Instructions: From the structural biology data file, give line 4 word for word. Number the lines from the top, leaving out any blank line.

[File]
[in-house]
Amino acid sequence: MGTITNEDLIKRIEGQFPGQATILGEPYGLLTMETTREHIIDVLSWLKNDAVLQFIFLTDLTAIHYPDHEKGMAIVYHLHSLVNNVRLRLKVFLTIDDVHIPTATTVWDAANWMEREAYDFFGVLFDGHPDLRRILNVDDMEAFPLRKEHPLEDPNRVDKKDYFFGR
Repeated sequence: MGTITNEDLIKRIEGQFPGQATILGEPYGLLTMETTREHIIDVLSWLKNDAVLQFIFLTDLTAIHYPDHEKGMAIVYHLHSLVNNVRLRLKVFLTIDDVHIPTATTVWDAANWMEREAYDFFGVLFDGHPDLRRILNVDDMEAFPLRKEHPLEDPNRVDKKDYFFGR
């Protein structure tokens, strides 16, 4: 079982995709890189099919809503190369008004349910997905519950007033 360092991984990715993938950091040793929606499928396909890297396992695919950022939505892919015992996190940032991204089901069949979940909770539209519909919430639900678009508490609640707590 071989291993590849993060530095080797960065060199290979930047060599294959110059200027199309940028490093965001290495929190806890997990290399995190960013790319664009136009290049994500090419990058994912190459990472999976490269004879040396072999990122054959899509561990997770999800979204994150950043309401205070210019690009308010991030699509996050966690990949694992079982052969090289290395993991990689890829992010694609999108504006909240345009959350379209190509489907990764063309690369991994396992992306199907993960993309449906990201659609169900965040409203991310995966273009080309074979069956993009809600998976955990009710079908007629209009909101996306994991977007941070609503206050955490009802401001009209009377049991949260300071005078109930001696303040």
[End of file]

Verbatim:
């Protein structure tokens, strides 16, 4: 079982995709890189099919809503190369008004349910997905519950007033 360092991984990715993938950091040793929606499928396909890297396992695919950022939505892919015992996190940032991204089901069949979940909770539209519909919430639900678009508490609640707590 071989291993590849993060530095080797960065060199290979930047060599294959110059200027199309940028490093965001290495929190806890997990290399995190960013790319664009136009290049994500090419990058994912190459990472999976490269004879040396072999990122054959899509561990997770999800979204994150950043309401205070210019690009308010991030699509996050966690990949694992079982052969090289290395993991990689890829992010694609999108504006909240345009959350379209190509489907990764063309690369991994396992992306199907993960993309449906990201659609169900965040409203991310995966273009080309074979069956993009809600998976955990009710079908007629209009909101996306994991977007941070609503206050955490009802401001009209009377049991949260300071005078109930001696303040």